IF A headteacher as experienced – and respected – as Maria Townsend feels that they can no longer do their job to the best of their abilities because of Government interference, what hope is there for the rest of the profession?
After a 30-year career, the head of Raynville Primary School in Bramley, Leeds, feels that she has no more to give because of “the crushing wave of Government reforms and initiatives”.
The final straw was new performance tests which Mrs Townsend describes as “unbelievably tough” and which prompted parents in some areas to withdraw children from lessons earlier in the week.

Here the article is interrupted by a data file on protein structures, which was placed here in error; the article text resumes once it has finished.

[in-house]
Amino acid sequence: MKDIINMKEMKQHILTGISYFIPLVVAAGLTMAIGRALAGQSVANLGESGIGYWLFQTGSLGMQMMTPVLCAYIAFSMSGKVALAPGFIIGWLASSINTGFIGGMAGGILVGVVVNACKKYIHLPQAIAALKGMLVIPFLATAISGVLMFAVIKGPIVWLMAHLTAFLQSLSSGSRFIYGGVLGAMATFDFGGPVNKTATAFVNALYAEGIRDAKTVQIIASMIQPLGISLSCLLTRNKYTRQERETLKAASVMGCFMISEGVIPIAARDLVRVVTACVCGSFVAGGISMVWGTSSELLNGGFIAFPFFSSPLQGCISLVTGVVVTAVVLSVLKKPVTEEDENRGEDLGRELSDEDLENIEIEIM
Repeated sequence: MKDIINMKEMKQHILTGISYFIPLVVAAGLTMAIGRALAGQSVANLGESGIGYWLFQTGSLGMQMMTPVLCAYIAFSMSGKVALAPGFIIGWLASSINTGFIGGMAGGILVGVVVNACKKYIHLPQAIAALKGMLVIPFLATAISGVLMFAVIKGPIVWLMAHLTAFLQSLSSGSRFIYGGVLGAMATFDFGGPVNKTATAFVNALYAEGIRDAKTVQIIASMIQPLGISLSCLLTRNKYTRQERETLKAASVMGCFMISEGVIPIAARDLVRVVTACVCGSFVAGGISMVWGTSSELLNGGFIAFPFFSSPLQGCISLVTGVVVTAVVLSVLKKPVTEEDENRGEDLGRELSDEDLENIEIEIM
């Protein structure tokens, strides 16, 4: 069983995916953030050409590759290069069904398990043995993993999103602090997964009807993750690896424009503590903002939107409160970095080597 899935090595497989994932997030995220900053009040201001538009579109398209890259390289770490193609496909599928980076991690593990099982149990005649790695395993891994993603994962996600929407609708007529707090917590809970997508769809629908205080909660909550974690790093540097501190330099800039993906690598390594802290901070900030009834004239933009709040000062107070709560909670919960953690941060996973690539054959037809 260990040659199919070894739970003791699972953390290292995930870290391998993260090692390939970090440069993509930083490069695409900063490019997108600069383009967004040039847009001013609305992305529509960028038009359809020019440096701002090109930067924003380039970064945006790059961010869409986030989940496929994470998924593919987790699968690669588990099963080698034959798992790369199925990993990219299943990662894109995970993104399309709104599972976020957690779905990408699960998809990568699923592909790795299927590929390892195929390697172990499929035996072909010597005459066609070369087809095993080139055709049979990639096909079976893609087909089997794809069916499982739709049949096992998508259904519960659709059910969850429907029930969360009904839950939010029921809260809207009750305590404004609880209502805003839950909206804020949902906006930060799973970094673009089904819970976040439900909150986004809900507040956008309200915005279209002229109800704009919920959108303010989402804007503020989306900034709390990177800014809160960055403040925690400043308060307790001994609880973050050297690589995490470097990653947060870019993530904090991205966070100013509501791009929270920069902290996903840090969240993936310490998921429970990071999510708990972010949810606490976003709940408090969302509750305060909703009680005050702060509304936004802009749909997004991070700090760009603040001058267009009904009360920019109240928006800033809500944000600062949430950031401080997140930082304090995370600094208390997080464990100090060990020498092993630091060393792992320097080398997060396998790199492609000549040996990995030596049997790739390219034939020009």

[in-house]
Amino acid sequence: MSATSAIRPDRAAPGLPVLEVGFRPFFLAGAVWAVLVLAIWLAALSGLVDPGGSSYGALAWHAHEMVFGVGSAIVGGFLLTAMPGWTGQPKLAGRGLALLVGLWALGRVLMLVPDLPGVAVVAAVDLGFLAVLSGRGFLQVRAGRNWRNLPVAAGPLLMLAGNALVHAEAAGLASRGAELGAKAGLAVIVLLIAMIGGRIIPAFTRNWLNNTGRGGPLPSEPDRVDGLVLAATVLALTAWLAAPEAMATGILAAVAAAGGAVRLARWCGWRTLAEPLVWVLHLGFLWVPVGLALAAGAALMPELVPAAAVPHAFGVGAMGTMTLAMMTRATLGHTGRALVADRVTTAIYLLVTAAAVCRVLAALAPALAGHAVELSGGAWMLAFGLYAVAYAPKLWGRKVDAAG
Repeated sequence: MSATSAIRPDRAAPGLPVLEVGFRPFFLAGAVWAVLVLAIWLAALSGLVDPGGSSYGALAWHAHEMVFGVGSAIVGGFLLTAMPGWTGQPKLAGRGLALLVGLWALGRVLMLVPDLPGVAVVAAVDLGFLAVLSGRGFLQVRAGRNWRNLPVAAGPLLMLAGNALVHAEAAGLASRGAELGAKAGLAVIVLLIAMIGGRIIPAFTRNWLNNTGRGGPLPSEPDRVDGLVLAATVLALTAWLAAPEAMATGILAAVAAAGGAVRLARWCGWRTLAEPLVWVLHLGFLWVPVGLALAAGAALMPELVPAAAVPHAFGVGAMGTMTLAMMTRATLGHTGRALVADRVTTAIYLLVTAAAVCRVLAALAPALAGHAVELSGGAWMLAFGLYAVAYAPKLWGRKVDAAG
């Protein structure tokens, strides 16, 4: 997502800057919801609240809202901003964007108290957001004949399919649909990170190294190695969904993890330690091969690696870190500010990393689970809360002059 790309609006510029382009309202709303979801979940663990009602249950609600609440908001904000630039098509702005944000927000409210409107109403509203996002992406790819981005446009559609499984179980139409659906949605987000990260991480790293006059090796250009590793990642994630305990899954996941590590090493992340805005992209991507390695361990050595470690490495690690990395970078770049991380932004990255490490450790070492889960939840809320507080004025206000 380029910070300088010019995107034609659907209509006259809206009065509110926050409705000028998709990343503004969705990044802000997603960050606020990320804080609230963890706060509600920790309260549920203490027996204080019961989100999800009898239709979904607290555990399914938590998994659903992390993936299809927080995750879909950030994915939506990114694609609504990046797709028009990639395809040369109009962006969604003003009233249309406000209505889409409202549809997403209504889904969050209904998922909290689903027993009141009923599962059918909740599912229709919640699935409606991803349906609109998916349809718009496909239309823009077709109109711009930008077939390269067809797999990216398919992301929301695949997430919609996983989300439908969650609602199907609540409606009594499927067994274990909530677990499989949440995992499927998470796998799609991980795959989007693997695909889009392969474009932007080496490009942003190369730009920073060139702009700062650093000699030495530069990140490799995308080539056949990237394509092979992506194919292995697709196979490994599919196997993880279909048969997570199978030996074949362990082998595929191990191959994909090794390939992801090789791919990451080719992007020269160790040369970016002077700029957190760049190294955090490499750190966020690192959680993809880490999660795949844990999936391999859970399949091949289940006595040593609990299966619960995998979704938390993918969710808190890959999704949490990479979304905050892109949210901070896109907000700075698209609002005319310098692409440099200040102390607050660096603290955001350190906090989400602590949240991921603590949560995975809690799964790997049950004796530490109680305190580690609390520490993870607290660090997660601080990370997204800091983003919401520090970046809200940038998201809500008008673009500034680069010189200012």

At a time when there is a chronic shortage of teachers, schools cannot afford to lose leaders of the calibre of Mrs Townsend.
Even Ofsted concurs. Their most recent report praised the head’s “highly positive impact” and “her very high expectations”.
In other words, parents and pupils could not hope for more. The sadness is that the relationship between the Government and teaching profession is now so strained that Nicky Morgan, the current Education Secretary, probably won’t have the courtesy to reply to this letter.
It’s a shame because a more enlightened politician would be offering Mrs Townsend a job – as education advisor.